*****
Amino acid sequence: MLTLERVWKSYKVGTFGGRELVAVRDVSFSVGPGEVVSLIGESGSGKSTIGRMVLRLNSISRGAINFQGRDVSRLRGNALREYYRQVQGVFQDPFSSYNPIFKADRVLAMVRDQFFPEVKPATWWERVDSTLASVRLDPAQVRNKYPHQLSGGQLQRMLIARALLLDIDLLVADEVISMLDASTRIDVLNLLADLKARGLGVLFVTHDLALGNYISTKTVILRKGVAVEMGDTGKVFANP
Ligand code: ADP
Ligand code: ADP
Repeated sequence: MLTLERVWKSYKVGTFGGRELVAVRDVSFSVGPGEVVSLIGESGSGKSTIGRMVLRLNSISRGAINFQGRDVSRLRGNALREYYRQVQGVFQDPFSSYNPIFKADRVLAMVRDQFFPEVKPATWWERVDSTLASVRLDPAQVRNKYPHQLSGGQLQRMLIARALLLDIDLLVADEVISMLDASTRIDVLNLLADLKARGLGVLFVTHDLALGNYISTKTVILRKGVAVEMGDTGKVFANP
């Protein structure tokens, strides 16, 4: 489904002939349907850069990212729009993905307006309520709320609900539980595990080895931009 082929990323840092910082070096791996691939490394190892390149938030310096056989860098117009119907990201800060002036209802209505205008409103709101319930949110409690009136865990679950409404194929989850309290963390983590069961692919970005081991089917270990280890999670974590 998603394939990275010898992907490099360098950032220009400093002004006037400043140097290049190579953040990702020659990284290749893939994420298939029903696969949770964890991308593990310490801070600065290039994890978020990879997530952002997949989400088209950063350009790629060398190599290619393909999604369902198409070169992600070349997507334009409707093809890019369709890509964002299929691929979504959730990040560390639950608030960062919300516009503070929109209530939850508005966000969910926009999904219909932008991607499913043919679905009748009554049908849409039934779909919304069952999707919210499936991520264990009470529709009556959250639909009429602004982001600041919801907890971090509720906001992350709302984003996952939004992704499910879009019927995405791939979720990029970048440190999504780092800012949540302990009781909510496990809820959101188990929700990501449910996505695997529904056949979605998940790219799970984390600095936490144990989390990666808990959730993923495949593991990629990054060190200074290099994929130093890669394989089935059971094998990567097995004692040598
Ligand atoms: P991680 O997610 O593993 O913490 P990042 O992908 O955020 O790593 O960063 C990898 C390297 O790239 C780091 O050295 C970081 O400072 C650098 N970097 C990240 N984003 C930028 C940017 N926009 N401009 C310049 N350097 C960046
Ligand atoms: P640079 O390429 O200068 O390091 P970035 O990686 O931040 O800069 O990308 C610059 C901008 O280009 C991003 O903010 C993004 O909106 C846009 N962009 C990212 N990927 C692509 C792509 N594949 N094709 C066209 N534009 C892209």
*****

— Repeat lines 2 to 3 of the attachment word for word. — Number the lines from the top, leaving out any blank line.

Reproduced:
Ligand code: ADP
Ligand code: ADP